When comparing Play Framework vs Dropwizard, the Slant community recommends Play Framework for most people. In the question“What are the best backend web frameworks?” Play Framework is ranked 7th while Dropwizard is ranked 24th.
Ranked in these QuestionsQuestion Ranking
Pro Asynchronous Core
Pro Interoperable with Java
It's like Java, but more Haskell-y.
Pro Good documentation and a great community
Play has quite a large community which provides numerous tutorials and videos related to developing with Play.
The Play official documentation covers many things, such as the framework itself but also specific stuff such as Akka, SBT and Netty.
There are also many big companies that base their main sites around Play, one of them is LinkedIn which provides third-party documentation on a regular basis.
Pro Play is an extensive ecosystem
Play uses Akka for concurrency, Scala for a templating engine, Netty as a client-server framework and SBT (Simple Build Tool) for building. And they all come out of the box.
Play also comes with the option to scaffold your applications. Play is an all-embracing ecosystem designed to increase developer productivity and shorten development times.
Pro Can use Java, one of the most widely known languages
Java is one of the most widely known languages, so people coming from that background can jump right in and not have to learn a new language syntax.
Pro Simple for beginners
Play is very simple to get started. The documentation is very helpful for beginners and advanced users alike and the official website has a great "Getting Started" tutorial to begin developing with Play.
Pro Readable code
Play framework's convention over configuration methodology makes most Play projects have a very similar structure. This means that the code written for the framework is very readable. This enables a developer to switch between applications without having to relearn the ecosystem for every project. The built-in templating system also helps with code and makes it possible to have a very low count of lines of code.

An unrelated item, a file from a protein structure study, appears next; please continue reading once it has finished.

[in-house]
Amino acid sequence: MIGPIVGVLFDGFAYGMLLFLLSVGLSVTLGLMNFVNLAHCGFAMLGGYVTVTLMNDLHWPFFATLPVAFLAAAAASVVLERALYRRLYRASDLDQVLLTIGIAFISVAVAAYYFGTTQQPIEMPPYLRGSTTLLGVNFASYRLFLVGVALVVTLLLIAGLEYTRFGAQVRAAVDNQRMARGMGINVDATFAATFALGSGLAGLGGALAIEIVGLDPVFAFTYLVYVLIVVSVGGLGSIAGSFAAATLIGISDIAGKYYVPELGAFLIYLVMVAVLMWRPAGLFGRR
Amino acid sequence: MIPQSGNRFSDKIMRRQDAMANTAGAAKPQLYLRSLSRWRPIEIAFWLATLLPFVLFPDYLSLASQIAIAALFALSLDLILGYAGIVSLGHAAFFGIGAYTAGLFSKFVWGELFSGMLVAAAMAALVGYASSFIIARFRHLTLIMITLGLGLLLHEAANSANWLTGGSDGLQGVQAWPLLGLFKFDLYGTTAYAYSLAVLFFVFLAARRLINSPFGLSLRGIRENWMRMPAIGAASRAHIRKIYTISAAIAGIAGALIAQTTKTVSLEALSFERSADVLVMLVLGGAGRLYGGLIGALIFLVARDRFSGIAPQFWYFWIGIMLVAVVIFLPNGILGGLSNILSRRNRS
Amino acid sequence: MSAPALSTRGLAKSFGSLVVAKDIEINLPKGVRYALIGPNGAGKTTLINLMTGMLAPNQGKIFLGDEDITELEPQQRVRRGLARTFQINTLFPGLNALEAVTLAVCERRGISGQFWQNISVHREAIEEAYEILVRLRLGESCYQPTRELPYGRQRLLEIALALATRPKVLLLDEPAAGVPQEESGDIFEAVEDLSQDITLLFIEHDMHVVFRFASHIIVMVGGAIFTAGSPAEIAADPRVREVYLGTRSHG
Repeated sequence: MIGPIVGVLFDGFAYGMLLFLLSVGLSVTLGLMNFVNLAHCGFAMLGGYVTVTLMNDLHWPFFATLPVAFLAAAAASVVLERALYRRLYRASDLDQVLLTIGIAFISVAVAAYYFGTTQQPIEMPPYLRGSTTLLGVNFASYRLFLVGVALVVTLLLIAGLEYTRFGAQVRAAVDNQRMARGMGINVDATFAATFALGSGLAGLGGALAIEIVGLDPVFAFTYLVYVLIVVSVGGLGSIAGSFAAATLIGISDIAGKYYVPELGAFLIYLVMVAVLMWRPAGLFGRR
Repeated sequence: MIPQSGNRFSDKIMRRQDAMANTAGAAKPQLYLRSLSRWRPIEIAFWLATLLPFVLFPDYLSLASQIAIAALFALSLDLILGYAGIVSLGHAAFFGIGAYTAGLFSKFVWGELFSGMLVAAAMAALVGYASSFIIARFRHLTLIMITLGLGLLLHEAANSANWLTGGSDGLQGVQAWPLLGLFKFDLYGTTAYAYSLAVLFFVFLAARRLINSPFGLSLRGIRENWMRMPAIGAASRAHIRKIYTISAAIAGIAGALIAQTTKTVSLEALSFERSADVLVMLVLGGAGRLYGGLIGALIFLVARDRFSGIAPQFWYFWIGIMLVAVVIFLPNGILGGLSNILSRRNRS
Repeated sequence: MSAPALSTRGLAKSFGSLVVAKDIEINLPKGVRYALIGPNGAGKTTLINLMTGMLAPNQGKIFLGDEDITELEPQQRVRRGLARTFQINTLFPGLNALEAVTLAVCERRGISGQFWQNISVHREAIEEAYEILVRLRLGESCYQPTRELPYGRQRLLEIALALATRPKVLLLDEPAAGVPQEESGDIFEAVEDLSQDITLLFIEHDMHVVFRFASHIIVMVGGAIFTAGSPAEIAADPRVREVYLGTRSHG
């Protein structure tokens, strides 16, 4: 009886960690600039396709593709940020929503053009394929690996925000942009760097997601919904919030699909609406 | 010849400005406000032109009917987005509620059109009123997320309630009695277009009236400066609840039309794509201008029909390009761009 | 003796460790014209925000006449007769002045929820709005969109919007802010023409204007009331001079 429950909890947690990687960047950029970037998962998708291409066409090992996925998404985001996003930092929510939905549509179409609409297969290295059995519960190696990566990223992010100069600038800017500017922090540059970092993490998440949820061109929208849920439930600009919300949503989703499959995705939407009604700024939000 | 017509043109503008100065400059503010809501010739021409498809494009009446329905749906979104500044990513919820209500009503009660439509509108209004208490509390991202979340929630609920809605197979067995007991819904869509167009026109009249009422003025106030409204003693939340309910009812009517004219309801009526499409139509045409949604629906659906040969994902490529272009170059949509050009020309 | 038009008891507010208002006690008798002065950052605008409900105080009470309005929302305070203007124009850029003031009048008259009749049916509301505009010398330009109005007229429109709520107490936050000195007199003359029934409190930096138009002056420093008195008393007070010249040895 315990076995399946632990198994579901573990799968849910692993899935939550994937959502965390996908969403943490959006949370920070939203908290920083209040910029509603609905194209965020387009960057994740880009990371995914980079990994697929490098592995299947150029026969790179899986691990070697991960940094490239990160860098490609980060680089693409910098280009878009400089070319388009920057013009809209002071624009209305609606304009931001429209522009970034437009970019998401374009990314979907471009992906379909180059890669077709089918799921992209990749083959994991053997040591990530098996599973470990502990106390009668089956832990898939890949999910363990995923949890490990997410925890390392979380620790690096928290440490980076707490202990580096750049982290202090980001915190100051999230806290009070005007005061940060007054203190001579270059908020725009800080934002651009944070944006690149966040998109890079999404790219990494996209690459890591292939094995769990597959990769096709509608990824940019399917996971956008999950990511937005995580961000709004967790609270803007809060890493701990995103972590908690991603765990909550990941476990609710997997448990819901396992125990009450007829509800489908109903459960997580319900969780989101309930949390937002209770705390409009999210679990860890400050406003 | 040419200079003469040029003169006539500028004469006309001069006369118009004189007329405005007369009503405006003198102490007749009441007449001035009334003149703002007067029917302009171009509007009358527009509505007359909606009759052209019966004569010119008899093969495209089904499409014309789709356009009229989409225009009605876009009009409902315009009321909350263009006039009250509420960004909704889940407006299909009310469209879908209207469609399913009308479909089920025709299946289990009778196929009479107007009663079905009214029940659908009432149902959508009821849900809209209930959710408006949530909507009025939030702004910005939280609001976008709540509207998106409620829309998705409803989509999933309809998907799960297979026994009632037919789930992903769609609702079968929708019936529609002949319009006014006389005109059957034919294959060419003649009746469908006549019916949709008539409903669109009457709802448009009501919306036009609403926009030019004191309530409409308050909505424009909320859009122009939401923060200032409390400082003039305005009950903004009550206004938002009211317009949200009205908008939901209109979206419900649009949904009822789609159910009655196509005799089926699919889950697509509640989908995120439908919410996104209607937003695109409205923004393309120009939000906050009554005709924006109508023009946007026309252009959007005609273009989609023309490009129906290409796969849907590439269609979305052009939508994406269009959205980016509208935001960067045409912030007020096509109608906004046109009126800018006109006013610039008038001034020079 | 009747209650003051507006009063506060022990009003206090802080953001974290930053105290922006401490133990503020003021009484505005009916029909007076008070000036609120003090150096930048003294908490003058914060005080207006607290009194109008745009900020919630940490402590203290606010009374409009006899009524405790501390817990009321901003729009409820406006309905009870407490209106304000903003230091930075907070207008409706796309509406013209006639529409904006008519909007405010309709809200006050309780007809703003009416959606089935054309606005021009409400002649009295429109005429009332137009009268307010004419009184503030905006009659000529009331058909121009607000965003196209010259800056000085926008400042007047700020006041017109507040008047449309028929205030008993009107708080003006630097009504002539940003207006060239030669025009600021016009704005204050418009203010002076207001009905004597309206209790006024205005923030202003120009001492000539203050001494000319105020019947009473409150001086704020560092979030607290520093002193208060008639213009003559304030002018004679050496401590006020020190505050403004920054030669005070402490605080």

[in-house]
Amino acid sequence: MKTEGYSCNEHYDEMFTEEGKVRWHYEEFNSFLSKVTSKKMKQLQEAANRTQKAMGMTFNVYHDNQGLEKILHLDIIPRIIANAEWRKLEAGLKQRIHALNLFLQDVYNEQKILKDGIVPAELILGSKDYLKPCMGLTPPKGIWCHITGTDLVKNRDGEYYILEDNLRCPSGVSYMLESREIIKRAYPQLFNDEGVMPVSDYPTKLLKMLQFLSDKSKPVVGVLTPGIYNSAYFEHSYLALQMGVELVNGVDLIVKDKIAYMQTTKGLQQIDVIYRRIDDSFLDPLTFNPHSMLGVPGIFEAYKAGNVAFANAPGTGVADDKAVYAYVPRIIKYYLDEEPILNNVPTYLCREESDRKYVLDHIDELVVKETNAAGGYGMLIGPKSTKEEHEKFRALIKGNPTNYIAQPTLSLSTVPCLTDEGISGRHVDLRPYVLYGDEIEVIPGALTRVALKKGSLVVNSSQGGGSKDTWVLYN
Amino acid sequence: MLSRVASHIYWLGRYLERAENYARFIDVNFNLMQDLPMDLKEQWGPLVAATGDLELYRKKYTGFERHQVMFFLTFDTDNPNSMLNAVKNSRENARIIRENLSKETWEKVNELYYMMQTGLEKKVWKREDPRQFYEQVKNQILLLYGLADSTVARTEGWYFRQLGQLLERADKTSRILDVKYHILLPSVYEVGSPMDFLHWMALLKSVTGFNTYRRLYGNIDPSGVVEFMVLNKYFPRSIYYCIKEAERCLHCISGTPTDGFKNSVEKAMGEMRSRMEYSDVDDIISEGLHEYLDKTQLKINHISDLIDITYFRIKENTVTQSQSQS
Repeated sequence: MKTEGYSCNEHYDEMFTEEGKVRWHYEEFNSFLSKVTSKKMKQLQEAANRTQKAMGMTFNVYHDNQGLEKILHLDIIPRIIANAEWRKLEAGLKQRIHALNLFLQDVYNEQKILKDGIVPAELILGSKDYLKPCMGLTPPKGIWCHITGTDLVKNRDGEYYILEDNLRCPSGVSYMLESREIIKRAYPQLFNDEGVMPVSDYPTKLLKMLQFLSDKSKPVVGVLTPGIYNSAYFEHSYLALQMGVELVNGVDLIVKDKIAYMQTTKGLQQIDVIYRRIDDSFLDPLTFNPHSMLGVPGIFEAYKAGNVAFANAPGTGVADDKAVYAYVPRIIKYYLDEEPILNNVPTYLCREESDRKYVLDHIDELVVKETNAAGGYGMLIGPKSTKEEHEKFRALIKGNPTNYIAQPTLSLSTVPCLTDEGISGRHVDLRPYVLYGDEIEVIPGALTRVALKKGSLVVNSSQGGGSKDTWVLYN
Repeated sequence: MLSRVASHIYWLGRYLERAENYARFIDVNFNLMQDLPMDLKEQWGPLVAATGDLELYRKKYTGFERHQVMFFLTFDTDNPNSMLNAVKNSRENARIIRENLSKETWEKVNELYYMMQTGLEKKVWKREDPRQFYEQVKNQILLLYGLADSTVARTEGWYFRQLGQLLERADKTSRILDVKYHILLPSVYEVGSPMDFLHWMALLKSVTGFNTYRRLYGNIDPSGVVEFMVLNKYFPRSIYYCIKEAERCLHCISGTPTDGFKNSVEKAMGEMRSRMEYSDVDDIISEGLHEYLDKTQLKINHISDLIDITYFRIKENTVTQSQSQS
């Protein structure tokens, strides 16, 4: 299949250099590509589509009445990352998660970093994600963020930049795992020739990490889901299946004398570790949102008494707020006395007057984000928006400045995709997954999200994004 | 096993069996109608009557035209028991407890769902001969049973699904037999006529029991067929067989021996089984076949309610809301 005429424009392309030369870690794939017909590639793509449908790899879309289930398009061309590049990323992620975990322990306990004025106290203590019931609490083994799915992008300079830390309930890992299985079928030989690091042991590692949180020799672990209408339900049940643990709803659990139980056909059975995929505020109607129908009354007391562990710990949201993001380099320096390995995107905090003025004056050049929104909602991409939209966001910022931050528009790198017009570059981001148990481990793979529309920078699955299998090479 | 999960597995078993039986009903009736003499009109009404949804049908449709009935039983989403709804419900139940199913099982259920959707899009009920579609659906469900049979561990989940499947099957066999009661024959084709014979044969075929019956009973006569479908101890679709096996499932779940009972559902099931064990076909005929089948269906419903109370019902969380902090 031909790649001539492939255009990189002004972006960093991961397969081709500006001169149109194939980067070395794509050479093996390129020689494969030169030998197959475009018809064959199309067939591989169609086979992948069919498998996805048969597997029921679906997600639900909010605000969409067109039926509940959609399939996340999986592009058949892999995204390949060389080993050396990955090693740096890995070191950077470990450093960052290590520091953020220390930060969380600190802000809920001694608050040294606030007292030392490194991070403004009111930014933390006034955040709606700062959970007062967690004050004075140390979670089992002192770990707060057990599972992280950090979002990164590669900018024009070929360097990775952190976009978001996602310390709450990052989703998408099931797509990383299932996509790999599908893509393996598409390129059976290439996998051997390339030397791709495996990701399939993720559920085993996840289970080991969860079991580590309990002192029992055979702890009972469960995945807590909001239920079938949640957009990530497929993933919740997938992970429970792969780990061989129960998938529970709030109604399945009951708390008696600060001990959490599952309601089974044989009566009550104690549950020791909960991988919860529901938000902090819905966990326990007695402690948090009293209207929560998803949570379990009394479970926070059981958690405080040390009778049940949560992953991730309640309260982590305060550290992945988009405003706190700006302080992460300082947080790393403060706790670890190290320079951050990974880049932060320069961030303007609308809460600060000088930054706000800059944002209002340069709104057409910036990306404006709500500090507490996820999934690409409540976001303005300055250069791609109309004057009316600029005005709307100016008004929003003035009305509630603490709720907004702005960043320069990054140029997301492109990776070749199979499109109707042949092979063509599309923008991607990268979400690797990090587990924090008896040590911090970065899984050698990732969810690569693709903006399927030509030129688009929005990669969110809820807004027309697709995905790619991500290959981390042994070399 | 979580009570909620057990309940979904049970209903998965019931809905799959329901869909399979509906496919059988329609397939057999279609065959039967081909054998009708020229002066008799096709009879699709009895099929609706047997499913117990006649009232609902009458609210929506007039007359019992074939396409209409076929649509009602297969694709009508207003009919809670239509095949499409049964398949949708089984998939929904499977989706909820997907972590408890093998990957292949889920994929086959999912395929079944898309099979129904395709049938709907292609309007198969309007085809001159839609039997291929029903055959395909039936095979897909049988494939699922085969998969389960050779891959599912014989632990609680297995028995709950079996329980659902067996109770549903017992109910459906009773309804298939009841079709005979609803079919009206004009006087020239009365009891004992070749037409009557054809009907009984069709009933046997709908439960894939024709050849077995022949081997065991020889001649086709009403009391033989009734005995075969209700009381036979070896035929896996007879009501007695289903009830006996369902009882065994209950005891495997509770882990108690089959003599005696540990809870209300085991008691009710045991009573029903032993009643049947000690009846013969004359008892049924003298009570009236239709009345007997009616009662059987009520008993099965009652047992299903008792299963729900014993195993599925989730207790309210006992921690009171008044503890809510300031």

Pro Good Websocket Support
Pro Enhanced productivity and less timewasting
The application can be run and debugged from the IDE without the need to recompile or redeploy the WAR file. This is because a Dropwizard web application creates on main program which starts the jetty container.
Pro Application metrics integrated into the framework
Dropwizard comes with application metrics integrated out of the box. These metrics provide a lot of useful information such as request/response time.
For example, to get the execution time of a method, the
@Timed annotation is used.
Pro Quick project bootstrap
Starting a project with Dropwizard si very easy and bootstraping is quick and painless. All that's needed is a single dependency added in the
pom.xml file and it's ready to go.
Con Not as many resources to learn
Other languages and frameworks have countless tutorials, books, moocs, etc. Java and Play does not have nearly as much.
Con Backward incompatibility
The jump from Play 1 to Play 2.x caused a lot of confusion. While it is important to have some kind of evolution, sometimes it causes backward incompatibility which can create some problems. It makes tutorials or modules made for the old version obsolete. This can make it hard for beginners to find useful resources. The template engine which used Groovy now uses Scala.
Con Does not allow a lot a freedom of choice
Dropwizard removes a lot of freedom that the developer may have with other frameworks because of the fact that it tries to do everything itself. It chooses the best Java libraries for the job required, without allowing the developer much choice.